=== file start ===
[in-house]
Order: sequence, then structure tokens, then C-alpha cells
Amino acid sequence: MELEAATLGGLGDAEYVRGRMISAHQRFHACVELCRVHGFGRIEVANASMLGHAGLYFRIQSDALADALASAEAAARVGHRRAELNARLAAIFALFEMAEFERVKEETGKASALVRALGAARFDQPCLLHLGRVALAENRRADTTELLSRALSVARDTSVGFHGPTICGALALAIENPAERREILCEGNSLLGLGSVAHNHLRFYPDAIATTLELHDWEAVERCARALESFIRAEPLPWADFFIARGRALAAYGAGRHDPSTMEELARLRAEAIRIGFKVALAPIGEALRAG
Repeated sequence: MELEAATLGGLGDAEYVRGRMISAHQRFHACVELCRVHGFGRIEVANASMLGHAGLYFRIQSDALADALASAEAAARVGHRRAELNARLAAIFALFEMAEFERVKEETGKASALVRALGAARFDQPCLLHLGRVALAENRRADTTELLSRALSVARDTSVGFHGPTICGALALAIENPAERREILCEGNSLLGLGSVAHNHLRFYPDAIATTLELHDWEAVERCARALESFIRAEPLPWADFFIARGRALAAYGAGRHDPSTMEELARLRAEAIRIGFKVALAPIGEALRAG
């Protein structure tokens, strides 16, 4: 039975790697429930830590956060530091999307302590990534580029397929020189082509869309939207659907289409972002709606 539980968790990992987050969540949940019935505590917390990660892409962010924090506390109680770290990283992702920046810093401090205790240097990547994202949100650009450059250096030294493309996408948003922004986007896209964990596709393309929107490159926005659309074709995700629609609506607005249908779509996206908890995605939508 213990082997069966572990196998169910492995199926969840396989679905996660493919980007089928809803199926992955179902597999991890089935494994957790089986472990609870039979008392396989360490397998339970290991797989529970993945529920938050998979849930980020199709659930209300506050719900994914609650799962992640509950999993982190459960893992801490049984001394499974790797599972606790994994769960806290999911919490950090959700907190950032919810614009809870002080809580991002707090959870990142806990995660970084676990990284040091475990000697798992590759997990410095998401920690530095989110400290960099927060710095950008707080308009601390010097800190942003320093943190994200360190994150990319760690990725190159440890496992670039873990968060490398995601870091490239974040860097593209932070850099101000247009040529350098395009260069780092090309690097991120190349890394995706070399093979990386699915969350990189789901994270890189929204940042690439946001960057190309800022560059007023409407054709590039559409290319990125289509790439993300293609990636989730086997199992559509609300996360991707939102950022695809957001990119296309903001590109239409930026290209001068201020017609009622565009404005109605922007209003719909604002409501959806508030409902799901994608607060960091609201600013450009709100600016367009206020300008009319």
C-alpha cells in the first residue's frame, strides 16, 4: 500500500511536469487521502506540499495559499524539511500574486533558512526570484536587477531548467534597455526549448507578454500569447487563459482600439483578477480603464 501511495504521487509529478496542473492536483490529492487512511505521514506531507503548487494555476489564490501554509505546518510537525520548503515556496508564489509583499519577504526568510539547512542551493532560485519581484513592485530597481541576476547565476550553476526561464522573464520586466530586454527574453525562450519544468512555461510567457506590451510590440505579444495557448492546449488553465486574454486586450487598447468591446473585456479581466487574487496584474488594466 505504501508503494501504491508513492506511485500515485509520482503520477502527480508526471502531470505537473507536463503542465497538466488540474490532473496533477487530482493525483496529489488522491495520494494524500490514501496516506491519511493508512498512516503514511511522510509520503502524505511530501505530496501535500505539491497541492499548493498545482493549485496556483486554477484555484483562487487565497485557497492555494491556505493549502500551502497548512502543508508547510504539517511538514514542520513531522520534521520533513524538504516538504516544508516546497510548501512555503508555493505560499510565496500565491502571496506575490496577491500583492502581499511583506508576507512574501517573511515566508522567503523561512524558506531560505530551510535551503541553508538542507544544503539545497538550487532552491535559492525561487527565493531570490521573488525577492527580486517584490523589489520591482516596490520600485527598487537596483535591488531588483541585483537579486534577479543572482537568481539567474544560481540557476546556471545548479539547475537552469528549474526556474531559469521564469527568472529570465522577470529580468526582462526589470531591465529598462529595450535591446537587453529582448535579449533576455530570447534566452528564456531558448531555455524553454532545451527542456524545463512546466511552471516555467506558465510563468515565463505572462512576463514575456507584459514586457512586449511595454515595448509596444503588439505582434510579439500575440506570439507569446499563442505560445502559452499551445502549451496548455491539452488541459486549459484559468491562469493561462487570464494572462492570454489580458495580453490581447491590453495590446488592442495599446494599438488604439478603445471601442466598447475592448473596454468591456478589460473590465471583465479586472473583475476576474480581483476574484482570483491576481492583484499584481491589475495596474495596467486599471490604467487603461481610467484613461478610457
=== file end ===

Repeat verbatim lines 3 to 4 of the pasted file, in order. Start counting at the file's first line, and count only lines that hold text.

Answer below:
Amino acid sequence: MELEAATLGGLGDAEYVRGRMISAHQRFHACVELCRVHGFGRIEVANASMLGHAGLYFRIQSDALADALASAEAAARVGHRRAELNARLAAIFALFEMAEFERVKEETGKASALVRALGAARFDQPCLLHLGRVALAENRRADTTELLSRALSVARDTSVGFHGPTICGALALAIENPAERREILCEGNSLLGLGSVAHNHLRFYPDAIATTLELHDWEAVERCARALESFIRAEPLPWADFFIARGRALAAYGAGRHDPSTMEELARLRAEAIRIGFKVALAPIGEALRAG
Repeated sequence: MELEAATLGGLGDAEYVRGRMISAHQRFHACVELCRVHGFGRIEVANASMLGHAGLYFRIQSDALADALASAEAAARVGHRRAELNARLAAIFALFEMAEFERVKEETGKASALVRALGAARFDQPCLLHLGRVALAENRRADTTELLSRALSVARDTSVGFHGPTICGALALAIENPAERREILCEGNSLLGLGSVAHNHLRFYPDAIATTLELHDWEAVERCARALESFIRAEPLPWADFFIARGRALAAYGAGRHDPSTMEELARLRAEAIRIGFKVALAPIGEALRAG